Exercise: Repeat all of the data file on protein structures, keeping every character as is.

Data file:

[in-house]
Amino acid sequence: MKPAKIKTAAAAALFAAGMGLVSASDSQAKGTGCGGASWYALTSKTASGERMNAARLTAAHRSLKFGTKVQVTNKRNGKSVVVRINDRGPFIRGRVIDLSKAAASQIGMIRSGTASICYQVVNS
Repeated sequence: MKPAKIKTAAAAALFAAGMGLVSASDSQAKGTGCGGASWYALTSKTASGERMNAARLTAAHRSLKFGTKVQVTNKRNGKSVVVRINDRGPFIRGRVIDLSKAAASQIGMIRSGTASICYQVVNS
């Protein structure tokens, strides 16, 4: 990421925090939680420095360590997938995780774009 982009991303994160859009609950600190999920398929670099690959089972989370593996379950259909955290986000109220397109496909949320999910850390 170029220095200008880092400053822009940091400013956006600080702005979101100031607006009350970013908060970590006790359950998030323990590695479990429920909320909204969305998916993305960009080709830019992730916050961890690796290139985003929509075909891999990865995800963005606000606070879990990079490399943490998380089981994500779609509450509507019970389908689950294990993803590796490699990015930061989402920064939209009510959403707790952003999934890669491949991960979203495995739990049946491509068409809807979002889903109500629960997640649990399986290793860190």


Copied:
[in-house]
Amino acid sequence: MKPAKIKTAAAAALFAAGMGLVSASDSQAKGTGCGGASWYALTSKTASGERMNAARLTAAHRSLKFGTKVQVTNKRNGKSVVVRINDRGPFIRGRVIDLSKAAASQIGMIRSGTASICYQVVNS
Repeated sequence: MKPAKIKTAAAAALFAAGMGLVSASDSQAKGTGCGGASWYALTSKTASGERMNAARLTAAHRSLKFGTKVQVTNKRNGKSVVVRINDRGPFIRGRVIDLSKAAASQIGMIRSGTASICYQVVNS
């Protein structure tokens, strides 16, 4: 990421925090939680420095360590997938995780774009 982009991303994160859009609950600190999920398929670099690959089972989370593996379950259909955290986000109220397109496909949320999910850390 170029220095200008880092400053822009940091400013956006600080702005979101100031607006009350970013908060970590006790359950998030323990590695479990429920909320909204969305998916993305960009080709830019992730916050961890690796290139985003929509075909891999990865995800963005606000606070879990990079490399943490998380089981994500779609509450509507019970389908689950294990993803590796490699990015930061989402920064939209009510959403707790952003999934890669491949991960979203495995739990049946491509068409809807979002889903109500629960997640649990399986290793860190």